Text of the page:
It is not always easy to identify blockages to the good supervision of corporate governance, and it is often even more difficult to address them. In this section, we examine some possible blockages and discuss how they might be removed or reduced.   

Corporate governance may not be taken seriously in the economy as a whole

Limited supervision of corporate governance in financial institutions may reflect a more general lack of attention to corporate governance at an economy-wide level. A country may not have a tradition of placing importance on good corporate governance, or developing national codes[3] or other materials to highlight good practice. In such circumstances, supervisors of financial institutions may lack any high-level reference points for assessing corporate governance and requiring remediation where this is deficient. Any frameworks they develop specifically for financial institutions may, in consequence, lack credibility.

Addressing the blockage: taking corporate governance seriously

Financial supervisors may need to mobilize support for a more demanding approach to corporate governance that extends beyond the financial institutions they supervise. They may need to take an imaginative approach to encourage the development and implementation of economy-wide standards of corporate governance, then use these as a basis for introducing their own more specific requirements for financial institutions.


Financial supervisors could, for example, seek to influence the government department responsible for company law, while securities supervisors who are responsible for formulating the listing requirements for companies listed on the national stock exchange(s) could strengthen the governance requirements for these companies. The objective would be to enshrine higher corporate governance standards in legislative or regulatory requirements on companies across all sectors.


To make progress in this respect financial supervisors are likely to have to deploy some subtle persuasion and influencing techniques. For example, as described in the “four box model” (Toronto Centre (2015)), for each stakeholder they may need to formulate arguments showing what is wrong with the current situation and identify compelling reasons that can be used to convince the stakeholder of the need to take action; identify anticipated outcomes and benefits that relate directly to the stakeholder; take account of the stakeholder’s concerns about the proposed change and how those concerns could be alleviated; and identify aspects of the current situation that are valued by the stakeholder and that will be maintained.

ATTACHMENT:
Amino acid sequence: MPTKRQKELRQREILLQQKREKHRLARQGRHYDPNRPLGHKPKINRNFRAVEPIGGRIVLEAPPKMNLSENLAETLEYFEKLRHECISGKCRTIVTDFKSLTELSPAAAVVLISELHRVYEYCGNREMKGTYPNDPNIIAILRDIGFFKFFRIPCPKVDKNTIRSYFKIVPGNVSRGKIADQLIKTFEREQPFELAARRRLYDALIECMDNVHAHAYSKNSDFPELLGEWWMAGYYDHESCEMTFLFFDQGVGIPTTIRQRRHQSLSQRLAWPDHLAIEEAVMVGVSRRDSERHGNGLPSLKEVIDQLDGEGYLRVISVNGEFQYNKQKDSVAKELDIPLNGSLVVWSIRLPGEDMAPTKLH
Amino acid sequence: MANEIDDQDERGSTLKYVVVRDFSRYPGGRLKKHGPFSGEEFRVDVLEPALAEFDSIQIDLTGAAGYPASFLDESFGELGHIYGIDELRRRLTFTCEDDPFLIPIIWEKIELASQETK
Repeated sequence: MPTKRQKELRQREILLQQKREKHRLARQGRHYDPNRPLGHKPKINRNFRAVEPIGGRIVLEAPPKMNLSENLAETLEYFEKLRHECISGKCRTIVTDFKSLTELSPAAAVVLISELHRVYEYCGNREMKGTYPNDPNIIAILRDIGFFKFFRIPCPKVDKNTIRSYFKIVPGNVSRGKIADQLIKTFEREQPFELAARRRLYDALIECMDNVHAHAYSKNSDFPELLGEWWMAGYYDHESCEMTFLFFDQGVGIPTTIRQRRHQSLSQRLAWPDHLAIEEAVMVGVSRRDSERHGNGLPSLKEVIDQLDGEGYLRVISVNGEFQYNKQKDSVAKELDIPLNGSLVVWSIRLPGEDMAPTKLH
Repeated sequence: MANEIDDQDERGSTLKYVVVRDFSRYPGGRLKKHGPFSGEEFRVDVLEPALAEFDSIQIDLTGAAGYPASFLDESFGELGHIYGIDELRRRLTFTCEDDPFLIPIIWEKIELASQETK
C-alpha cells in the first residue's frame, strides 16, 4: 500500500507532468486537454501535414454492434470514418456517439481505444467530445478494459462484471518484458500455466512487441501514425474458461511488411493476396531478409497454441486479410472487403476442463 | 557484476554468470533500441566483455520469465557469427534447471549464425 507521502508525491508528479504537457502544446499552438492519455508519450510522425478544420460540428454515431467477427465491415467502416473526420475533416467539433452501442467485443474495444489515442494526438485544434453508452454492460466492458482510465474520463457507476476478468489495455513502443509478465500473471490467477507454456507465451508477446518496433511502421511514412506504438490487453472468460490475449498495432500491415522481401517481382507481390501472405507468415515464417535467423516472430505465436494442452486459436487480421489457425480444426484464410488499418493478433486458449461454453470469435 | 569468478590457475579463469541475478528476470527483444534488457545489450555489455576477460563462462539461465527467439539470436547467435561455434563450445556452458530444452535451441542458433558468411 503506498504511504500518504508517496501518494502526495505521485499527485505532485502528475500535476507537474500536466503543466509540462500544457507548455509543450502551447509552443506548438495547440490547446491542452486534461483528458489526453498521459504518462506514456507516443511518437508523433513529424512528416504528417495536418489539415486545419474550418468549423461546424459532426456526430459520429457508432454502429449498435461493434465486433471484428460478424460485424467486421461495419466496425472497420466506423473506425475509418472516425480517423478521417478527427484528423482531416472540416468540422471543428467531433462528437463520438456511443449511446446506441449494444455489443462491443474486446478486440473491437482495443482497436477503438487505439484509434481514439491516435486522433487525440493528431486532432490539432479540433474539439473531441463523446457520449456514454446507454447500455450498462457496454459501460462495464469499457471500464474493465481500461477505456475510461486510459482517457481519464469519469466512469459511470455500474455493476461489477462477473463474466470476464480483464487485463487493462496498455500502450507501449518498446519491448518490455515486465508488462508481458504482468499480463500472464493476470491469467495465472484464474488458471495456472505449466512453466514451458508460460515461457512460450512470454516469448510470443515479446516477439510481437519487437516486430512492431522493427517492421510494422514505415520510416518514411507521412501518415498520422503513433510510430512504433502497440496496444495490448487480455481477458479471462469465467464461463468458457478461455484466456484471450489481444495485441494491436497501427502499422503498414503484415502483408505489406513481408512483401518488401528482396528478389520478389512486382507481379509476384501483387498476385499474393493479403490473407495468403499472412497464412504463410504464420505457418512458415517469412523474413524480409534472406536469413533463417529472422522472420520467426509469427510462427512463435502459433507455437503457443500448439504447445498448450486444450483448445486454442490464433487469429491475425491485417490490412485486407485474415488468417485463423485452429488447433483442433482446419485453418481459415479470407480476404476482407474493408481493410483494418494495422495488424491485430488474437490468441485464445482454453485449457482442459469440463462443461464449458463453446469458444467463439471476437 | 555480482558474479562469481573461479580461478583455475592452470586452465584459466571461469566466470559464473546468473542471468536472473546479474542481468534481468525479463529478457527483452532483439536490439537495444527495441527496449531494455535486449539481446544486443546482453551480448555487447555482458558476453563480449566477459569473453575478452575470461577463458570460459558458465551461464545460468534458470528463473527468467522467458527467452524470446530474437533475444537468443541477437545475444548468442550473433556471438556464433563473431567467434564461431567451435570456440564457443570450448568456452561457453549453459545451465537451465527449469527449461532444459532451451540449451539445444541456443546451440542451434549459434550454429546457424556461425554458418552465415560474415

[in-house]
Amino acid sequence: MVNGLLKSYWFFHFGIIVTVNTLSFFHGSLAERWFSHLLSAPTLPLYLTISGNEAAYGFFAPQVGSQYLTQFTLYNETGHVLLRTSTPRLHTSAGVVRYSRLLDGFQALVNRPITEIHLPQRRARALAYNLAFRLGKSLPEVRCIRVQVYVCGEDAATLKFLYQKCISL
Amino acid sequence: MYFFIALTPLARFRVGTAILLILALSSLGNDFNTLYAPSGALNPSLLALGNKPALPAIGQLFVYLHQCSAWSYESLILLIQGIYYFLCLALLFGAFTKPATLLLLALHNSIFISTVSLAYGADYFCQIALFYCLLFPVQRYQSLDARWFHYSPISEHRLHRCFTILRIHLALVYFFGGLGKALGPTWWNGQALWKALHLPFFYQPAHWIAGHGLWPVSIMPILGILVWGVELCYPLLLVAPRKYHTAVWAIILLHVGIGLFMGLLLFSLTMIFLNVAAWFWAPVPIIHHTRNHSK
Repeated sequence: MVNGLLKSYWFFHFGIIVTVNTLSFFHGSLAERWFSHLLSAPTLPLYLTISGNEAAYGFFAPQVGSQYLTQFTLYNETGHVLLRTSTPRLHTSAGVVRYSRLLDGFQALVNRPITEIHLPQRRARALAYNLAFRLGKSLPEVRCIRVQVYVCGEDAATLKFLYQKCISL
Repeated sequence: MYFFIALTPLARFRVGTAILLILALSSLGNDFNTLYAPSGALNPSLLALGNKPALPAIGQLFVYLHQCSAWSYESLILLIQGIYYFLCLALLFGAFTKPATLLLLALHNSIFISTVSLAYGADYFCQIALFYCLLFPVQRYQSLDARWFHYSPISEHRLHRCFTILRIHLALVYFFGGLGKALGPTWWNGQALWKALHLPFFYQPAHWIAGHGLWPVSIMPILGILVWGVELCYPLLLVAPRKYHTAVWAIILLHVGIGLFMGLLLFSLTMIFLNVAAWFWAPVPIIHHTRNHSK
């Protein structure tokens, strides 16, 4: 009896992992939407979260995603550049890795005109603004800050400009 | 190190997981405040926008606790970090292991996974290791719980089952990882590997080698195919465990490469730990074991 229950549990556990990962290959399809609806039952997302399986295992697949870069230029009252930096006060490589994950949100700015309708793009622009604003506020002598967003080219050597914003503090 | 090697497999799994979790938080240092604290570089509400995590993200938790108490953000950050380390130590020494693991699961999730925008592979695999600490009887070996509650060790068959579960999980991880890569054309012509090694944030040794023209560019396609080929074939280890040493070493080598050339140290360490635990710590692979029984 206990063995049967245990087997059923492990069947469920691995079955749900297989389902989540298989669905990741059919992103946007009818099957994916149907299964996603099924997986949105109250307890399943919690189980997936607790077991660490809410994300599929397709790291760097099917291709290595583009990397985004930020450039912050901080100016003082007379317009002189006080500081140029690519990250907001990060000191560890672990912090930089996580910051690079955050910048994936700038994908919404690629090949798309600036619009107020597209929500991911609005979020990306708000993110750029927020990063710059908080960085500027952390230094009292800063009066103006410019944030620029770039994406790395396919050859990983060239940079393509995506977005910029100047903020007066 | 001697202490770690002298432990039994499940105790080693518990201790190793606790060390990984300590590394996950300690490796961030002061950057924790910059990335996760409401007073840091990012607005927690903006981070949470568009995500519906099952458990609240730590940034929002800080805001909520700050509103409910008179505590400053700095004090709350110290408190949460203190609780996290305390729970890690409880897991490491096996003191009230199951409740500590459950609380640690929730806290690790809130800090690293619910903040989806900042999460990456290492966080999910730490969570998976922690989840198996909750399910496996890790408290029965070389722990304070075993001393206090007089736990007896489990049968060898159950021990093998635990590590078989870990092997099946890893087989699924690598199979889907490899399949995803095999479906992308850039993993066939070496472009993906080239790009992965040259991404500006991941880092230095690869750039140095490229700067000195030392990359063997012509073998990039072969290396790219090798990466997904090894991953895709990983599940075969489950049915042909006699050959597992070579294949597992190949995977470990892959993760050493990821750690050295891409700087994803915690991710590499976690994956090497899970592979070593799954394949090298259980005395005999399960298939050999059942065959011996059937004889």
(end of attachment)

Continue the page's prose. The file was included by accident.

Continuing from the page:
Illustrative example: taking corporate governance seriously

The head of the (non-central bank) supervisory authority in country A was increasingly concerned about the absence of a sound corporate governance framework in her country. There were no national standards against which to assess boards or non-executive directors and no basis on which to require remedial measures to address deficiencies. 

She took the following steps:

  • She reviewed the principles embodied in corporate governance codes in other countries and those issued by international organizations such as the OECD.
  • As a starting point she distilled these principles into ten core principles.
  • She identified key stakeholders with an interest in sound governance - in particular, its role in promoting better supervisory outcomes and financial stability. The Governor of the central bank proved to be a key ally in this.
  • The support of relevant government departments and industry associations was sought initially for their endorsement of the ten core principles, and subsequently to promote them.

The core principles had no legal force, but a ‘comply or explain’ approach was adopted whereby stakeholders (including shareholders) were able to challenge companies that failed to comply with the principles. Over time, supervisors felt increasingly empowered to refer (explicitly or implicitly) to the standards in their dealings with financial institutions. This initially had the effect of ‘nudging’ these institutions in the direction of better practice, and over time it was possible to build on this and to develop further momentum for improved governance standards.